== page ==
Island soldiers will line up with other groups to mark 100 years since the Armistice that ended “the war to end all wars.”
Troops from the Royal Bermuda Regiment will join forces with churches, Government House and the Government in a series of events designed to commemorate the peace treaty signed on November 11, 1918 that ended World War One.
Government House will organise a beacon lighting on Sunday, November 11 that is open to the public who want to pay their respects to Bermudians and others who fought in the conflict.
The beacon will be lit at sunset and guests are asked to be in place in the gardens of Government House by 4.45pm.
Governor John Rankin said: “It’s an event that’s taking place across the UK, the Channel Islands, the Isle of Man and the Overseas Territories to mark the anniversary and the peace that was declared on the eleventh hour of the eleventh month.”
Mr Rankin added that churches across the island will be invited to ring their bells at 3pm on the anniversary as part of the commemoration.
He said: “Church bells that had been silent throughout the war rang out to mark the Armistice.”
Mr Rankin, who is Commander-in-Chief of the RBR, added: “This is a joint effort with the German government to ring bells at that time.”
The Governor will also take part in the traditional wreath laying at the Centotaph on November 11, as well as a wreath laying ceremony at the Bermuda Militia Artillery (BMA) war memorial in St George’s at 10.30am on Sunday, November 4.
Mr Rankin will also attend a wreath laying ceremony by the Bermuda Sea Cadets at the memorial to World War Two’s HMS Jervis Bay, a convoy escort which left Bermuda as part of a convoy and was sunk with most of her crew off Iceland in November 1940 in a battle against a German cruiser.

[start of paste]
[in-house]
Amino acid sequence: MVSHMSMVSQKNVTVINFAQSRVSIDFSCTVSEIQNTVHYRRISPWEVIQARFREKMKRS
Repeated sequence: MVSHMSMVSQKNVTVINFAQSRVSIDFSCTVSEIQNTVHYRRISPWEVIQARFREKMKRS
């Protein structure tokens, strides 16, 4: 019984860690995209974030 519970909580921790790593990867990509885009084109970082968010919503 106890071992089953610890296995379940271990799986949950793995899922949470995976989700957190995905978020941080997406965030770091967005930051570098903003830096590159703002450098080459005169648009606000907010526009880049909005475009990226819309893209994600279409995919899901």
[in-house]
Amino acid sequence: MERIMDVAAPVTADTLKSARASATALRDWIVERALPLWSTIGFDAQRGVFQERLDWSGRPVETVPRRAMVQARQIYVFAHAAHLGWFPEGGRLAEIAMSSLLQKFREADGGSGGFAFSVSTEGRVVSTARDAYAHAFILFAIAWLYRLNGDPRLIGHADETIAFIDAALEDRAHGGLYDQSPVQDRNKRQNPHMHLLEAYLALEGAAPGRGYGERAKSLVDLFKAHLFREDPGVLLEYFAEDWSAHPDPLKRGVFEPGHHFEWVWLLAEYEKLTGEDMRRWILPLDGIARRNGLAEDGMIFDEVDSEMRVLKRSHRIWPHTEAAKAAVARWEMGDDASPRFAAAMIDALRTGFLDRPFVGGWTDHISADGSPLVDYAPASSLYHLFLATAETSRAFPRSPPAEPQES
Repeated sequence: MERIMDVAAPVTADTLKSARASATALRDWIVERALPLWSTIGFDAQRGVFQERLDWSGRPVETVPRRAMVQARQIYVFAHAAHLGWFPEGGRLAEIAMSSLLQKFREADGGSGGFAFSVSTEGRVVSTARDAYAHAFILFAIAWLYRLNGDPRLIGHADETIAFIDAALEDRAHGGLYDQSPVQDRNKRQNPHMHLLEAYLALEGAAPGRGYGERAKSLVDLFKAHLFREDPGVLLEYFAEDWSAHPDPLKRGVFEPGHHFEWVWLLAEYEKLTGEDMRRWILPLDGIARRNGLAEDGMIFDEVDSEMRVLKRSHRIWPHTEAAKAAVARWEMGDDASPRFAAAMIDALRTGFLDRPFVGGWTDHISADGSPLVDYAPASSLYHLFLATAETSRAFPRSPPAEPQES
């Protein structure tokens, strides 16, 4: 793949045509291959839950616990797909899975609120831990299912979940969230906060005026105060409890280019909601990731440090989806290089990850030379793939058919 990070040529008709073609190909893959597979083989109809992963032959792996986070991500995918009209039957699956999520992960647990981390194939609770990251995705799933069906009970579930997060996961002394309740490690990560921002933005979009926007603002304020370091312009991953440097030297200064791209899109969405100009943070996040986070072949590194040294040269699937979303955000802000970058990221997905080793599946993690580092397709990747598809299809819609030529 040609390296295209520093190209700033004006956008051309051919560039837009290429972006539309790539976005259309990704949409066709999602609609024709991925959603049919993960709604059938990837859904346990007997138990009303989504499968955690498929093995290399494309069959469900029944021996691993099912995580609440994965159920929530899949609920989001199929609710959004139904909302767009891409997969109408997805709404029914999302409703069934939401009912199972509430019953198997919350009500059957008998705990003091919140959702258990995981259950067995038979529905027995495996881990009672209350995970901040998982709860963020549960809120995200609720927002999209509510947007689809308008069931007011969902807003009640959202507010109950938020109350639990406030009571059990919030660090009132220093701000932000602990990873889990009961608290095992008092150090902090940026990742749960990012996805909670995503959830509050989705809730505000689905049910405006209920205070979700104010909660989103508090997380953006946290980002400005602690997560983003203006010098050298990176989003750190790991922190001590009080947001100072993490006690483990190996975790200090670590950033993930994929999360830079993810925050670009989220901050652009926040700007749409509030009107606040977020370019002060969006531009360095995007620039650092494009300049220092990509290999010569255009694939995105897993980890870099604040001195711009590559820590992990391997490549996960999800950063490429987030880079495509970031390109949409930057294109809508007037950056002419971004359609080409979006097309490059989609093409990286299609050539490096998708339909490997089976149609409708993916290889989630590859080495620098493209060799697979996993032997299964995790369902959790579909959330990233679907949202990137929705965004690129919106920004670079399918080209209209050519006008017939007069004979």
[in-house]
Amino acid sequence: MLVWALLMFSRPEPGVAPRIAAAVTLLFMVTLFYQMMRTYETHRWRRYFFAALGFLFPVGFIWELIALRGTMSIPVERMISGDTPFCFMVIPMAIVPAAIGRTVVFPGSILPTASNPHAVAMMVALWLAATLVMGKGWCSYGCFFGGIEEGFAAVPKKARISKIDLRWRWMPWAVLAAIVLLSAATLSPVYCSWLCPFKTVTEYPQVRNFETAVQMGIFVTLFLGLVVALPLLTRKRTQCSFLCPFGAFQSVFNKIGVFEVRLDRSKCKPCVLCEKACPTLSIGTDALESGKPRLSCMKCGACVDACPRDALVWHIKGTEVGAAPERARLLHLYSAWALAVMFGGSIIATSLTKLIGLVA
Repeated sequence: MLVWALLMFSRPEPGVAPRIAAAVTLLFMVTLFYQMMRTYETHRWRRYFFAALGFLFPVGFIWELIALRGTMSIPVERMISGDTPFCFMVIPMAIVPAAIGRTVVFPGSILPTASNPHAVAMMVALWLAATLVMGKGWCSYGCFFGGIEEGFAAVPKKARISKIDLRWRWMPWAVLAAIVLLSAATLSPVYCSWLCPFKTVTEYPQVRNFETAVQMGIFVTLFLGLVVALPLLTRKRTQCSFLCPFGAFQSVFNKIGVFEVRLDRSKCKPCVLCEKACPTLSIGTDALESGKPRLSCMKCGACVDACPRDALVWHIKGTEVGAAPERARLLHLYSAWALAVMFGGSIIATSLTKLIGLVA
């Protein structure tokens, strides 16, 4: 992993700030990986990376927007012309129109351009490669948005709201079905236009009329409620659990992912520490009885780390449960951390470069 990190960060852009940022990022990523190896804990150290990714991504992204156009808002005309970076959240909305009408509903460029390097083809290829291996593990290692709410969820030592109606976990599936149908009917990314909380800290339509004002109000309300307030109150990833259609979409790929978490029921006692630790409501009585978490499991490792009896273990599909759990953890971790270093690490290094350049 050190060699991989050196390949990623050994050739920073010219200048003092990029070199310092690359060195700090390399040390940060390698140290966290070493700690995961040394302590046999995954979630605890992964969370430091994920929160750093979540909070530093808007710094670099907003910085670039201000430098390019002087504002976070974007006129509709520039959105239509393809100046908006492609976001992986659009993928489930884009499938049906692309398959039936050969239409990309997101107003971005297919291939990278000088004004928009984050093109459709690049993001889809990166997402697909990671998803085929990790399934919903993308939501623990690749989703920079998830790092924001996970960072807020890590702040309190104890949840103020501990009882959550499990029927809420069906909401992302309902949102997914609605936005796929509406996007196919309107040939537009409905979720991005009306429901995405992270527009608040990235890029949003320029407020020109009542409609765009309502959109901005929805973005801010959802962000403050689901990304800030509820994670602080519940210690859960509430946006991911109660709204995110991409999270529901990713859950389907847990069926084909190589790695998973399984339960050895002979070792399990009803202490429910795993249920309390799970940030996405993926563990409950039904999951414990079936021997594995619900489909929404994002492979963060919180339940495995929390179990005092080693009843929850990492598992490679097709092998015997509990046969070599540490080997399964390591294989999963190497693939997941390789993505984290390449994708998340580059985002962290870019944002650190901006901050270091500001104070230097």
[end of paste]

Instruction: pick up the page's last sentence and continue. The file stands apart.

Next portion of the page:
The ceremony will take place at the memorial to the ship at Albuoy’s Point in Hamilton on November 11 at 9am.
Deputy Governor Alison Crocket will attend a wreath laying at the Bermuda Volunteer Rifle Corps (BVRC) on the morning of November 11.
The segregated BMA and the BVRC were combined in 1965 to form the modern Royal Bermuda Regiment.
The traditional commemoration service at the Cenotaph on Hamilton’s Front Street will start at 10:30am on November 11 and feature the Royal Bermuda Regiment, other uniformed services and veterans on parade.
The Anglican Cathedral on Hamilton’s Church Street will unveil a renewed historic World War One stained glass window, installed in 1925 and restored at a cost of more than $76,000 by specialists in the UK.
Canon Norman Lynas of the cathedral said: “The window is Bermuda’s national war memorial to the dead of the great war.
“It was to all of the Bermudians who died and I think there are 85 names listed from the various units that left Bermuda to fight in the Great War.”
The window, a crusader on a horse flanked by servicemen, was created by Scottish artists Alice and Meredith Williams, who also created the Scottish War Memorial in Edinburgh Castle.
Canon Lynas added: “We will hold a special service on November 10 at 4pm when the stained glass window will be rededicated in the presence of the Governor, the Royal Bermuda Regiment and other dignitaries.”
The cost of the repairs and reinstallation was met with help from the Royal Bermuda Regiment, the Royal Bermuda Regiment Trust, the Corporation of Hamilton and a bequest from the late Ross Manders to maintain the fabric of the cathedral.
World War One uniforms, including one owned by Joseph Watlington, who was killed in action in 1917 serving with the Royal Flying Corps, which later became the Royal Air Force, will be displayed at the cathedral.
A uniform of a Lincolnshire Regiment officer, the unit soldiers from the BVRC served with in the war, and a Royal Navy uniform of the period will also be on show.
RBR Commanding Officer Lieutenant Colonel David Curley said: “Among the many roles the Regiment performs is ceremonial duty and we will be honoured to march on Remembrance Sunday to commemorate those who served.
“We are proud to preserve the golden thread that links our distinguished predecessors with the modern Royal Bermuda Regiment and to honour their memory through discipline, self-sacrifice and dedication to duty.”
He added that World War One was the start of modern warfare and lessons learned then are still applied in RBR training.
Colonel Curley said: “I wish to honour the many Bermudians who fought alongside allied forces for their valuable contributions and service in the Great War.
“We are truly grateful to them for allowing us to live in the freedom they protected.”